Hippos Are Known for Being Aggressive — Are They Actually All That Bad?

You don't want to end up on the bad side of a hippopotamus.

Lauren Wellbank - Author
By

Jul. 9 2024, Published 10:03 a.m. ET

Two hippos fight with their mouths open
Source: Getty Images

When you think of a hippopotamus, you might be reminded of a little girl begging her parents for a hippopotamus for Christmas. The reality is that these massive creatures have tempers just as big as they are, and they've been known to rush just about anything foolish enough to get within charging distance.

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Why are hippos so aggressive? And what happens to the humans who happen to get on their bad side? According to the experts, hippo attacks may be all about being in the wrong place at the wrong time. Keep reading to learn more.

A hippo bares their teeth in the water
Source: Getty Images
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Why are hippos so aggressive?

Hippos are quite territorial animals, so when a human, vehicle, or other animal ends up somewhere the hippo thinks of as "theirs," they are more likely to physically attack. While this can be just as true on land as it is in water — hippos will attack passing boats, according to Outdoors International, sometimes capsizing them — it seems you're most likely to find yourself in danger of an attack when you're near a hippo and their favorite watering hole.

Why do hippos attack humans?

The most likely reason hippos attack humans is because they see them as a threat. This can be especially frightening for humans since Science ABC notes that hippos can reach speeds of up to nearly 19 miles per hour on land and 6 miles per hour in water.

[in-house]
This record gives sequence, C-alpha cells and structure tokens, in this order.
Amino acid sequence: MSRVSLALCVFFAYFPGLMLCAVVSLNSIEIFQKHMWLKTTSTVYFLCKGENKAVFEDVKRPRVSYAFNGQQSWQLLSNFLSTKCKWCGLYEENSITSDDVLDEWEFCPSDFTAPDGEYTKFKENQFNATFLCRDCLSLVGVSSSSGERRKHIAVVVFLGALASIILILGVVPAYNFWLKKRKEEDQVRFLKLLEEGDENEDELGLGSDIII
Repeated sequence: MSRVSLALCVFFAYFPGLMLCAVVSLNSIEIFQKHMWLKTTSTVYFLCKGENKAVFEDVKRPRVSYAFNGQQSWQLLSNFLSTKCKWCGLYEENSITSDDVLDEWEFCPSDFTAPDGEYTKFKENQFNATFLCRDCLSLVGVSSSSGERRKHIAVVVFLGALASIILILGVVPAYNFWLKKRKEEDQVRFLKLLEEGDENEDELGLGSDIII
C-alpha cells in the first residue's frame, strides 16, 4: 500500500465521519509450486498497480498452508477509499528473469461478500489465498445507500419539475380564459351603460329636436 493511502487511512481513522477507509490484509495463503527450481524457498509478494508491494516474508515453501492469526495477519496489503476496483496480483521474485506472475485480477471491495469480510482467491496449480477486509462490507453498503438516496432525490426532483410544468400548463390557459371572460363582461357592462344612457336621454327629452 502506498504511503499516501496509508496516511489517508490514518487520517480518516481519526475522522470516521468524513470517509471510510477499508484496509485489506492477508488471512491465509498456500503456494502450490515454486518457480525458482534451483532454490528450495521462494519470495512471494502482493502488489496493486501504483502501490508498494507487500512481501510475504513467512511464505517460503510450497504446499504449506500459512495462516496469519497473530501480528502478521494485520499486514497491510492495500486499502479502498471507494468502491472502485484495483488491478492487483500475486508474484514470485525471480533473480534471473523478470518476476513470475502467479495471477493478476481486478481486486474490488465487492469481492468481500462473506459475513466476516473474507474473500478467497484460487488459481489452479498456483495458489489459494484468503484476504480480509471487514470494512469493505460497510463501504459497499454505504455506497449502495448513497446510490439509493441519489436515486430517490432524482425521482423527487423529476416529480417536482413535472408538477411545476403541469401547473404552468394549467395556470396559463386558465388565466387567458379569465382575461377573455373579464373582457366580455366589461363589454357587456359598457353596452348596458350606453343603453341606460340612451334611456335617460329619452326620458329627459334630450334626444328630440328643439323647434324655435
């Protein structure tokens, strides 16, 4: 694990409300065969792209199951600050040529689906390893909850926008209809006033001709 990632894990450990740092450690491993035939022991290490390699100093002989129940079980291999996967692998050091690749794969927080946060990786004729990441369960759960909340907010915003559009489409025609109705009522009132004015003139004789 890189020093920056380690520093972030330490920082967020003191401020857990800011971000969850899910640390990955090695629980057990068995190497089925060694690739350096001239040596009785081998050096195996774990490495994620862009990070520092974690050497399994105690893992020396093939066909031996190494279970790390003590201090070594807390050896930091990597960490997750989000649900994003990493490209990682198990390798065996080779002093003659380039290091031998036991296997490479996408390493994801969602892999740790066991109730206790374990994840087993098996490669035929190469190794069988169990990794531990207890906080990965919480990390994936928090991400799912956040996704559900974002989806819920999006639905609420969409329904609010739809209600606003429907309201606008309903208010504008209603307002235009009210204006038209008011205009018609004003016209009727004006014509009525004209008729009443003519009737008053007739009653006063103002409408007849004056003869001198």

When you take into consideration how much hippos weigh — an adult male can weigh anywhere between 3,500 and 9,920 pounds, according to PBS — any kind of confrontation with a hippo is extremely dangerous.

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Not only that, but research conducted by the University of London's Royal Veterinary College (RVC) has found that despite their great size, these animals can also become airborne for up to 0.3 seconds when moving quickly enough!

Professor John Hutchinson, the lead author of the 2024 study published in PeerJ, told Sky News, "We're thrilled to provide the first study purely focused on revealing how hippos walk and run."

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Outdoors International says people should avoid interacting with hippos and stay away from the places where they live. If you don't have any choice but to cross paths with a hippo during your travels, the outlet suggests doing so during the day when hippos tend to be more visible and less active. As with all wild animals, avoid trying to feed or interact with them at all costs.

Why do hippos kill their babies?

Sadly, humans are not the only targets of hippo hostility. It's not uncommon for male hippos to try and lower the number of animals in the herd by eliminating the youngest or reducing competition for finding a mate. National Geographic explains that this can put babies, especially males that don't belong to the older hippo, in quite a bit of danger.

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